Part of a $10 billion counter-narcotics and counterterrorism program, conceived in the 1990s, special ops efforts in Colombia are a much ballyhooed American success story. A 2015 RAND Corporation study found that the program "represents an enduring SOF partnership effort that managed to help foster a relatively professional and capable special operations force." And for a time, coca production in that country plummeted. Indeed, this was the ultimate promise of America's "Plan Colombia" and efforts that followed from it. "Over the longer haul, we can expect to see more effective drug eradication and increased interdiction of illicit drug shipments," President Bill Clinton predicted in January 2000.

Today, however, more than 460,000 acres of the Colombian countryside are blanketed with coca plants, more than during the 1980s heyday of the infamous cocaine kingpin Pablo Escobar. U.S. cocaine overdose deaths are also at a 10-year high and first-time cocaine use among young adults has spiked 61% since 2013. "Recent findings suggest that cocaine use may be reemerging as a public health concern in the United States," wrote researchers from the U.S. Substance Abuse and Mental Health Services Administration in a study published in December 2016 -- just after the Green Berets attended that ceremony in Colombia. Cocaine, the study's authors write, "may be making a comeback."

Colombia is hardly an anomaly when it comes to U.S. special ops deployments -- or the results that flow from them. For all their abilities, tactical skills, training prowess, and battlefield accomplishments, the capacity of U.S. Special Operations forces to achieve decisive and enduring successes -- strategic victories that serve U.S. national interests -- have proved to be exceptionally limited, a reality laid bare from Afghanistan to Iraq, Yemen to the Philippines.

The fault for this lies not with the troops themselves, but with a political and military establishment that often appears bereft of strategic vision and hasn't won a major war since the 1940s. Into this breach, elite U.S. forces are deployed again and again. While special ops commanders may raise concerns about the tempo of operations and strains on the force, they have failed to grapple with larger questions about the raison d'être of SOF, while Washington's oversight establishment, notably the House and Senate Armed Services Committees, have consistently failed to so much as ask hard questions about the strategic utility of America's Special Operations forces.

Special Ops at War

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"We operate and fight in every corner of the world," boasts General Raymond Thomas, the chief of U.S. Special Operations Command (USSOCOM or SOCOM). "On a daily basis, we sustain a deployed or forward stationed force of approximately 8,000 across 80-plus countries. They are conducting the entire range of SOF missions in both combat and non-combat situations." Those numbers, however, only hint at the true size and scope of this global special ops effort. Last year, America's most elite forces conducted missions in 138 countries -- roughly 70% of the nations on the planet, according to figures supplied to TomDispatch by U.S. Special Operations Command. Halfway through 2017, U.S. commandos have already been deployed to an astonishing 137 countries, according to SOCOM spokesman Ken McGraw.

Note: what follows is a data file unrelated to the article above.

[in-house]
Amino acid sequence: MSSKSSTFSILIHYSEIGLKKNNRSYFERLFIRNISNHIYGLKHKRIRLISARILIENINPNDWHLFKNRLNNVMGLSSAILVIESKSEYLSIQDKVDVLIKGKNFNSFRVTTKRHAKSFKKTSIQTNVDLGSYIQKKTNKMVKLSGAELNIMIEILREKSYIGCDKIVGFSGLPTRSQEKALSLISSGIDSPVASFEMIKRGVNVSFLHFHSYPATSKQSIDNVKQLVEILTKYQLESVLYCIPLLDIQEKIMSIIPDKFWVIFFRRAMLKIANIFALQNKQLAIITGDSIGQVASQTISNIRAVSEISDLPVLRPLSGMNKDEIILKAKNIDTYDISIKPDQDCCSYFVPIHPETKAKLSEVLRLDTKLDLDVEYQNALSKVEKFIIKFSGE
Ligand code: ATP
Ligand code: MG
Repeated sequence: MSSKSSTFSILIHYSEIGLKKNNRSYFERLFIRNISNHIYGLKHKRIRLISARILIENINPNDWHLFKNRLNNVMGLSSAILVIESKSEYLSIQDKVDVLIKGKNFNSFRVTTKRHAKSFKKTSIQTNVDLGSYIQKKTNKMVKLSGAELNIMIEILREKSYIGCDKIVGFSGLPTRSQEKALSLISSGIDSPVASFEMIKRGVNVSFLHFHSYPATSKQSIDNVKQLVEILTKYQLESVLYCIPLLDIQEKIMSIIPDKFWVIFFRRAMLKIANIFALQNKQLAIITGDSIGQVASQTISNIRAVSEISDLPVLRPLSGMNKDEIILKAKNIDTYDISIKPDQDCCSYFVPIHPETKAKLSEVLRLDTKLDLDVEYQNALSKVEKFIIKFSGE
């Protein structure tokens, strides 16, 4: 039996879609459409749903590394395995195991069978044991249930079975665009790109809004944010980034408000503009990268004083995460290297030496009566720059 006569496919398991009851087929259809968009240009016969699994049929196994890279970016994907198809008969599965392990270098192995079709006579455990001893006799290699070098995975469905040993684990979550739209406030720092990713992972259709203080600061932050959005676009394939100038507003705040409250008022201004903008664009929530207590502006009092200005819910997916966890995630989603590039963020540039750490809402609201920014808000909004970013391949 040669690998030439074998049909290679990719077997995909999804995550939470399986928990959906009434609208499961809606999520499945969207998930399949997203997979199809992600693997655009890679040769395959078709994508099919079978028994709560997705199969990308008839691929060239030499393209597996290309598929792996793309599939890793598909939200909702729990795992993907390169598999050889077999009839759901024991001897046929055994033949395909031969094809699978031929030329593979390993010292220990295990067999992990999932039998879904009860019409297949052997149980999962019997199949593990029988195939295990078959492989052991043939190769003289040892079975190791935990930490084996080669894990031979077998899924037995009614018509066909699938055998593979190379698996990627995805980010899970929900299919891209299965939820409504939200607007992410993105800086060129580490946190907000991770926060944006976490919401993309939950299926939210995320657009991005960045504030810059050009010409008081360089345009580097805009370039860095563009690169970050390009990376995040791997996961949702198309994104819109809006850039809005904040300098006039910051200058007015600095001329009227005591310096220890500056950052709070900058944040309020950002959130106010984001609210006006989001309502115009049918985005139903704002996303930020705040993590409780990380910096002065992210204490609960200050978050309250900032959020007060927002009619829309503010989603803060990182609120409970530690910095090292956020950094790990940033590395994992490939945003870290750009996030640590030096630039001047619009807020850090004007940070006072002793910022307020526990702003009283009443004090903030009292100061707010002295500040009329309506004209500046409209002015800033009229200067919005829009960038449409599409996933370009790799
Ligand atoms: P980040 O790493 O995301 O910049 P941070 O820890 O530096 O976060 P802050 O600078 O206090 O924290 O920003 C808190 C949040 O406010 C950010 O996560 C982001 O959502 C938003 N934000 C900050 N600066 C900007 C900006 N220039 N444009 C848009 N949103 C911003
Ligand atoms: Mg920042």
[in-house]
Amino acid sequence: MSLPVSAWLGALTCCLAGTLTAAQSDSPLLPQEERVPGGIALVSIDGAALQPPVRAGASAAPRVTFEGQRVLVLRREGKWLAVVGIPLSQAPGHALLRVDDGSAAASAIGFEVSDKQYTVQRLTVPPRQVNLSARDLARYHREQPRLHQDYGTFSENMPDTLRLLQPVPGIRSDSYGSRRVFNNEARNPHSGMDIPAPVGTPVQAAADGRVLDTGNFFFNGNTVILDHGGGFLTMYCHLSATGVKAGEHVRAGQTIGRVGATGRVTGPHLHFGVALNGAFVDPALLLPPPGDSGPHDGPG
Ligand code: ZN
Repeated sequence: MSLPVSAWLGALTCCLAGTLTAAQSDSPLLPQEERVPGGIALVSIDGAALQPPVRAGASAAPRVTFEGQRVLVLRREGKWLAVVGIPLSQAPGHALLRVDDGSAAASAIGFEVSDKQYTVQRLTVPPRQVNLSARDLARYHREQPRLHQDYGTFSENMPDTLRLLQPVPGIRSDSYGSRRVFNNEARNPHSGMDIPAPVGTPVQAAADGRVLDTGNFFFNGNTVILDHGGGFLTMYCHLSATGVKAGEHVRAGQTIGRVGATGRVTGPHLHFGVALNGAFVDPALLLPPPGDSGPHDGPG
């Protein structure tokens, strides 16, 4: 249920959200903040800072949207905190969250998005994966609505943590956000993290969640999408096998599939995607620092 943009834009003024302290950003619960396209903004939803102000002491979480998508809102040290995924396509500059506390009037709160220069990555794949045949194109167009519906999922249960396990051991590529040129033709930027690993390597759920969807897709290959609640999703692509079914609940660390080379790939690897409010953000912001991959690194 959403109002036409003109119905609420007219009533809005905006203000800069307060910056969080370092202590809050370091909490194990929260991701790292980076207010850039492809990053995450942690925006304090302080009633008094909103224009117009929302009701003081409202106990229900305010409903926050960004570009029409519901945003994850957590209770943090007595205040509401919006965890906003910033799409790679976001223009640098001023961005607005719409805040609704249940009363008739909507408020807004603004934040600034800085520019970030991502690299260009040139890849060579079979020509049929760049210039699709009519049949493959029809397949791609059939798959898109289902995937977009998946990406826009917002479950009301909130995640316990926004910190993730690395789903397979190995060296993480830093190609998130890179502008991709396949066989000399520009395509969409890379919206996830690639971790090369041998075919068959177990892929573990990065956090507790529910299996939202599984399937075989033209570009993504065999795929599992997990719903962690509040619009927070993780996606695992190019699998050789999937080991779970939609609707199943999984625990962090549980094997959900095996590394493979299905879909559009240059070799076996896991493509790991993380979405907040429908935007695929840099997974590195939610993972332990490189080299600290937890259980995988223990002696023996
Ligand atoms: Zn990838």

Special Operations Command is tasked with carrying out 12 core missions, ranging from counterinsurgency and unconventional warfare to hostage rescue and countering the proliferation of weapons of mass destruction. Counterterrorism -- fighting what the command calls violent extremist organizations (VEOs) -- may, however, be what America's elite forces have become best known for in the post-9/11 era. "The threat posed by VEOs remains the highest priority for USSOCOM in both focus and effort," says Thomas.

"Special Operations Forces are the main effort, or major supporting effort for U.S. VEO-focused operations in Afghanistan, Syria, Iraq, Yemen, Somalia, Libya, across the Sahel of Africa, the Philippines, and Central/South America -- essentially, everywhere Al Qaeda (AQ) and the Islamic State of Iraq and Syria (ISIS) are to be found..."

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Tom Engelhardt, who runs the Nation Institute's Tomdispatch.com ("a regular antidote to the mainstream media"), is the co-founder of the American Empire Project and, most recently, the author of Mission Unaccomplished: Tomdispatch (more...)